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Non-Exempt Employee working from home Wisconsin

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  • Non-Exempt Employee working from home Wisconsin

    In our employee handbook it states this: "Due to regulations governing the payment of hourly employees, hourly employees are not permitted to work from home." I'm having a difficult time validating this. I could understand if our company had a policy against hourly employees working from home, but I'm not entirely sold on there being regulations saying so. Could someone point me to the information that says this or tell me if they're just spewing b/s?

    I talked with our HR Manager and she said it had to do with the FLSA. Which doesn't make sense to me. I couldn't find anything from the FLSA stating such a thing.

    Any direction or explanations would be greatly appreciated!

  • #2
    FLSA requires employers to be the ones who track employee time worked. If the employer doesn't have a system to track work time for employees who work from home, then the employer is using that as a reason rather than finding a way to track them. It's not that it is illegal, just that it can be hard to track that the employee is actually working. If it were illegal, many companies would be in trouble.

    However, no all companies can justify the cost of that tracking system and possibility of work fraud. And some jobs just cannot be done from home.

    Notice they say they are not permitted -- that is company policy not law.

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    • #3
      It's the employer's decision whether to allow employees to work from home or not &, of course, some jobs cannot be done from home.
      Too often we underestimate the power of a touch, a smile, a kind word, a listening ear, an honest compliment, or the smallest act of caring, all of which have the potential to turn a life around. Leo Buscaglia

      Live in peace with animals. Animals bring love to our hearts and warmth to our souls.

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      • #4
        Originally posted by hr for me View Post
        FLSA requires employers to be the ones who track employee time worked. If the employer doesn't have a system to track work time for employees who work from home, then the employer is using that as a reason rather than finding a way to track them. It's not that it is illegal, just that it can be hard to track that the employee is actually working. If it were illegal, many companies would be in trouble.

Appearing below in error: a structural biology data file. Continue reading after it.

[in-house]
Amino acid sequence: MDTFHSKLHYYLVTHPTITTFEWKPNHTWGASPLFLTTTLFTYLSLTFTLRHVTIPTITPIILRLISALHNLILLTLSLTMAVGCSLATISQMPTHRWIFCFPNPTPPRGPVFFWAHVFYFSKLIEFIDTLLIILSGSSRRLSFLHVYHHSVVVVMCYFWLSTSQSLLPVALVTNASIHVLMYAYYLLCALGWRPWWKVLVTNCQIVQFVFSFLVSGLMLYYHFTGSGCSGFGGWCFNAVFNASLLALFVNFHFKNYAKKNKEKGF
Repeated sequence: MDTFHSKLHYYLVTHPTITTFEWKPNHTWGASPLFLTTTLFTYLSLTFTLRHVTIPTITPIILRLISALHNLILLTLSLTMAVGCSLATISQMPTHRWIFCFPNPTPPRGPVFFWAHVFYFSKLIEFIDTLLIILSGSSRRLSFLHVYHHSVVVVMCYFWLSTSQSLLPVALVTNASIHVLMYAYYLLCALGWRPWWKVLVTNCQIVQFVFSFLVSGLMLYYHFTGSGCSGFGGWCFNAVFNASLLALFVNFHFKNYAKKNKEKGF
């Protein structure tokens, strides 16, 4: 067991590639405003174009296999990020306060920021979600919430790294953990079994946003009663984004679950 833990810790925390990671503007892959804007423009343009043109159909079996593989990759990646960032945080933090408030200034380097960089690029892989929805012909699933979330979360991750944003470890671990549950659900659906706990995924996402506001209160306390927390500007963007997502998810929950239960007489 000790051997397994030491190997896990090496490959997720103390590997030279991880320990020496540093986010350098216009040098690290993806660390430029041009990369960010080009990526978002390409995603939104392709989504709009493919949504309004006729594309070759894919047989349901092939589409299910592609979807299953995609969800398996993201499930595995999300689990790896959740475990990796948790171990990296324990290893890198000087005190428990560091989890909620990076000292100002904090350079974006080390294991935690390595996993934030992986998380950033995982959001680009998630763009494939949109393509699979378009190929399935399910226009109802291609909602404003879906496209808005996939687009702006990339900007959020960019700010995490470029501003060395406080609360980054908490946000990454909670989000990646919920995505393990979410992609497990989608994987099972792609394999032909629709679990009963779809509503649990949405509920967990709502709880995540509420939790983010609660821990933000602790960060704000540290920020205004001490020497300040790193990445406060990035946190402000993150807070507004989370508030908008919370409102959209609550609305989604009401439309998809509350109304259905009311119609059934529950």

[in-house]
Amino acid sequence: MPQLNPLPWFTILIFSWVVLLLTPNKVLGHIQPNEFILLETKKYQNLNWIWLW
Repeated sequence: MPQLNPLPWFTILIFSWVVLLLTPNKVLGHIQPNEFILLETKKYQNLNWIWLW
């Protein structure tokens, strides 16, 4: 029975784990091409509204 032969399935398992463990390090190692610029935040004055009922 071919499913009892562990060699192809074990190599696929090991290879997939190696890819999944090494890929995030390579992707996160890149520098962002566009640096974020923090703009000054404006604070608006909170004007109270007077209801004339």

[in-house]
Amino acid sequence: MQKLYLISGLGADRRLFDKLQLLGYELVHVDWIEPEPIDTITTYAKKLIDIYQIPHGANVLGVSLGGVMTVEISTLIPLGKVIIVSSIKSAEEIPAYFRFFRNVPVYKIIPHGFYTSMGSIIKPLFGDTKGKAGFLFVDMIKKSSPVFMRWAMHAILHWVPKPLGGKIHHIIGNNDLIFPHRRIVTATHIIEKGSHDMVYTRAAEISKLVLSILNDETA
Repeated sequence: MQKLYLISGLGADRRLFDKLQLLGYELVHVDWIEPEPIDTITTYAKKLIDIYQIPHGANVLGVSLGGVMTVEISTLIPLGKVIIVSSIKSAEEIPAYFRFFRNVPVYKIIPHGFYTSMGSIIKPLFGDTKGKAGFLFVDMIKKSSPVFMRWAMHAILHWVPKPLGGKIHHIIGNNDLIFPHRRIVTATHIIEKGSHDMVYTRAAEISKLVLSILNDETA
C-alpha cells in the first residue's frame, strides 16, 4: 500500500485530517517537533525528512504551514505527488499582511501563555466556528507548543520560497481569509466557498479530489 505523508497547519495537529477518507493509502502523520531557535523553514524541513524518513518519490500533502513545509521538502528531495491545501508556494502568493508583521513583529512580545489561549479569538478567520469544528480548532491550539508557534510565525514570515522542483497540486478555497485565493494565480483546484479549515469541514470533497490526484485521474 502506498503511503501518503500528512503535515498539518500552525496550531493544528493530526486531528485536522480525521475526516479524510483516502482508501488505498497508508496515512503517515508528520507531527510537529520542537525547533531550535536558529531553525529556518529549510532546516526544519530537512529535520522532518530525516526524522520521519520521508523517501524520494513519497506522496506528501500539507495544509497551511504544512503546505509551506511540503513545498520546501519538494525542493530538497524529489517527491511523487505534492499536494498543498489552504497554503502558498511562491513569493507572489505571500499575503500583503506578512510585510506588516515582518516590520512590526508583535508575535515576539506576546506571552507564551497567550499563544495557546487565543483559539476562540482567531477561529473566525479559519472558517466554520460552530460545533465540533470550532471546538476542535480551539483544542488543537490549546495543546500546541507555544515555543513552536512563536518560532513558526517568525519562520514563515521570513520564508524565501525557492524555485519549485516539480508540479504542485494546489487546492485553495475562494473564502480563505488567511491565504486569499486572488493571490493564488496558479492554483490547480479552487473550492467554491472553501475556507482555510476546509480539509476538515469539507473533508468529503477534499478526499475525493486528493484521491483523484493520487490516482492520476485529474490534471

However, no all companies can justify the cost of that tracking system and possibility of work fraud. And some jobs just cannot be done from home.

        Notice they say they are not permitted -- that is company policy not law.
        I mean technically when we work for home we clock in and out through our erp system, but I can see the problem with the company not knowing if the employee is actually doing work or not. This was just a recent thing that was brought to our attention, so we've worked from home before without issue. However, isn't it up to the company to decide whether they trust us to clock in and out appropriately? They aren't required to have a system that tracks us, are they?

        Originally posted by Betty3 View Post
        It's the employer's decision whether to allow employees to work from home or not &, of course, some jobs cannot be done from home.
        That I can understand, the job in question can indeed be performed from home (with some limitations). I should elaborate and say that we aren't looking to work solely from home, but on an as needed basis.

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        • #5
          The employer is not required to have any particular sort of time accounting system or reporting system. Technically that is what supervisors are for. Someone can punch it at work and still not be working. The same thing is true for people working at home. Legally there is no difference between working at home and working in an office. Hours worked is hours worked is hours worked. Employers are supposed to control when and where the employee is working. If you think the employee is lying about hours worked, then FIRE THEM. You still have to pay them (probably) for hours claimed to be worked, but there can and should be consequences for lying about hours worked.
          "Reality is that which, when you stop believing in it, doesn't go away".
          Philip K. **** (1928-1982)

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          • #6
            The other thing to remember is that working from home is not a right. The employer does not have to justify it to you or provide a reason and it does not have to be prohibited by law. If the employer says no, you can't work from home, then you can't work from home. End of discussion.
            The above answer, whatever it is, assumes that no legally binding and enforceable contract or CBA says otherwise. If it does, then the terms of the contract or CBA apply.

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            • #7
              I'm not aware of any law against working at home .

              There may be issues as to keeping accurate time records and supervisory control over work product or 101 other possibilities that management would prefer not to confront so it seeks to ban work at home ...and blame. " government rules."

              But bottom line its a management call . And all the rest is smoke ..albeit it may be logical smoke and I would not blame management for such a ban.

              Comment

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